And then Kashiwagi says to him, "Stutter! Go ahead and stutter!"
As I've learned, that's probably the best advice anyone could ever give a stutterer. The fear of one's own stuttering is the biggest stumbling block of all. But Mizoguchi's identity is too wrapped up in his speech. As he earlier explains to the reader:
"Because the fact of not being understood by other people had become my only real source of pride, I was never confronted by any impulse to express things and make others understand something that I knew. I thought that those things which could be seen by others were not ordained for me. My solitude grew more and more obese, just like a pig."
For Mizoguchi, as for many other stutterers, this isolation is hardly like that in Superman's Fortress of Solitude. It's a prison. Stutterers often feel like giants in chains -- "if only I didn't stutter, I'd conquer the world." In one of Shell's most poignant passages, he notes:
"The main cause of stutterers' distress is neither the terrible stereotyping of stutterers ... nor the deplorable discrimination that keeps stutterers from reaching their potential in school and workplace. What is all but unique about the stutterer's world is the individual loneliness and noncommunal aspects of his contingent, unpredictable, and anxiety-producing inability to talk fluently."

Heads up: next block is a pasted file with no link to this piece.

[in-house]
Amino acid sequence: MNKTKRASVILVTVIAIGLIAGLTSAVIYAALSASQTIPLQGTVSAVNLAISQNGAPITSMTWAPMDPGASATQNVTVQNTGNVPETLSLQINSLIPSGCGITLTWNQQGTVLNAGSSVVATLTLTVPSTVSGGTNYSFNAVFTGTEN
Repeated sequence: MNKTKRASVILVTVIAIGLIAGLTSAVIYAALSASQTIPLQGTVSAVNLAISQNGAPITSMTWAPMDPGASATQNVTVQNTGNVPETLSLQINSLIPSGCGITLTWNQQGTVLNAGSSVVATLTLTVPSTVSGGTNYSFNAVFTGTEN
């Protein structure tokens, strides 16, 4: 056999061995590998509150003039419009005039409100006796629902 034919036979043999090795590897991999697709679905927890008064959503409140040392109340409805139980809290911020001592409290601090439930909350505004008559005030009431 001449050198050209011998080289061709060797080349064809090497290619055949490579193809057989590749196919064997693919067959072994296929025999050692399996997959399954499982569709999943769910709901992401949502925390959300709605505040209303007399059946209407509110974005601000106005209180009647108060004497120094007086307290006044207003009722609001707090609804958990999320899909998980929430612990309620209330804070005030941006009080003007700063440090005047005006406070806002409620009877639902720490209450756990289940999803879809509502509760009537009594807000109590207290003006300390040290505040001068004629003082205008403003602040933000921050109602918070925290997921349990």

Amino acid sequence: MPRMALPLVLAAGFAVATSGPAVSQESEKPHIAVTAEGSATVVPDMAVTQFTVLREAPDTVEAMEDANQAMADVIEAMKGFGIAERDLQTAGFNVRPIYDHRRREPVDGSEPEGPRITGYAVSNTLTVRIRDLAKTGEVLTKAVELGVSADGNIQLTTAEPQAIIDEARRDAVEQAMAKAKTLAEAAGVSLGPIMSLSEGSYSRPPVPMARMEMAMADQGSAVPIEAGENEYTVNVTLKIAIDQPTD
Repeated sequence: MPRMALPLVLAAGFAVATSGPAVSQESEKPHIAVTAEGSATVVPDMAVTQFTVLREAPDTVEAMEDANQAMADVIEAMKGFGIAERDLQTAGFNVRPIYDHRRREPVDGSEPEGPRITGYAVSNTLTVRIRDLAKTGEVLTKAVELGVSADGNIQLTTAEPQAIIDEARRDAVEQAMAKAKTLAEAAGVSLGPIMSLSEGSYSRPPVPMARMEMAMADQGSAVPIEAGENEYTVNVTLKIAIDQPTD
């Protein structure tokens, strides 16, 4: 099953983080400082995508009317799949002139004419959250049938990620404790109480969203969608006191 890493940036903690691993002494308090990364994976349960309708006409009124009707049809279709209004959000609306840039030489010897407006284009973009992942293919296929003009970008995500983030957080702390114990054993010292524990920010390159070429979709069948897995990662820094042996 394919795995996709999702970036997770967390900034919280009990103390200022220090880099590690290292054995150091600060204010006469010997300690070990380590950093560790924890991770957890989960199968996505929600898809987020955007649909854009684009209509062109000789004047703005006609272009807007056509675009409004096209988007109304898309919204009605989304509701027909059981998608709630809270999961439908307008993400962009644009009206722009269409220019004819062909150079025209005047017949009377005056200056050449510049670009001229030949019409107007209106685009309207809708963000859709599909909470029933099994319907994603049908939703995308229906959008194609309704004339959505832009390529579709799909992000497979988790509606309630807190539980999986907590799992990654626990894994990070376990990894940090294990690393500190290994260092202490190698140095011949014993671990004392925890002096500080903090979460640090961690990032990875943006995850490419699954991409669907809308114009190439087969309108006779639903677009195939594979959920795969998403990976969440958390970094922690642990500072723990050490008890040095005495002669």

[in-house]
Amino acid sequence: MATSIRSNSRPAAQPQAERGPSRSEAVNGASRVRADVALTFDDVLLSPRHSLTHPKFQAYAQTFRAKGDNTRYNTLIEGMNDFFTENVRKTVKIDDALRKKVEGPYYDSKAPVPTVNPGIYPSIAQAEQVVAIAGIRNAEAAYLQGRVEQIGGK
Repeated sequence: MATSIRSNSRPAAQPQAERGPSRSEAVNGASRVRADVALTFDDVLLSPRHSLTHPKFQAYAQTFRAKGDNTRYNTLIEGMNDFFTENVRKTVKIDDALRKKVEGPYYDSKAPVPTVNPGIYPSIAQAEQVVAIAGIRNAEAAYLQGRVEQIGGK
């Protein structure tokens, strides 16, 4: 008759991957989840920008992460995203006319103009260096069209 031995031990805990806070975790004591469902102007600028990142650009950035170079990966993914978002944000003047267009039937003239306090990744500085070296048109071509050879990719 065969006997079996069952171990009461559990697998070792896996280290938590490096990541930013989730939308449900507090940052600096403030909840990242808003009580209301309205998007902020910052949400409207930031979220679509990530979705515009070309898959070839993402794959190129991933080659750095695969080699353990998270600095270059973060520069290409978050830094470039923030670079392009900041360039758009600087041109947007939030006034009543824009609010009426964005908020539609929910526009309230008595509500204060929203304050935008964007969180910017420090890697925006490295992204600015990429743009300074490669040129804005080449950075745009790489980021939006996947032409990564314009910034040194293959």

Stutterers, writes Shell, "are stuck at the periphery of expressivity."
In the spirit of Shell's search for connections, I stumbled across Timmy and Jimmy of the Comedy Central show "South Park," the former a kid in a wheelchair who rarely says anything other than variations of his own name (but leads a band and hangs out with gangstas) and the latter a stuttering kid on crutches who insists on being a stand-up comedian. As in Mishima's novel, there's no phony sentimentality here, a fact appreciated by the physically impaired: New Mobility magazine's Jeff Shannon noted that a poll last year by a BBC-related website had voted Timmy the Greatest Disabled TV Character. Shannon added: "Timmy appears at first glance to uphold the condescending disability stereotypes that are gradually fading from mainstream entertainment. But like everything else in 'South Park,' he's actually challenging preconceptions, toppling taboos, and weaving his uniqueness into the fabric of the show."
If only poor Mizoguchi could have talked with Timmy and Jimmy or wrapped himself in the rich tapestry of Marc Shell's "Stutter." He never would have burned down that temple. *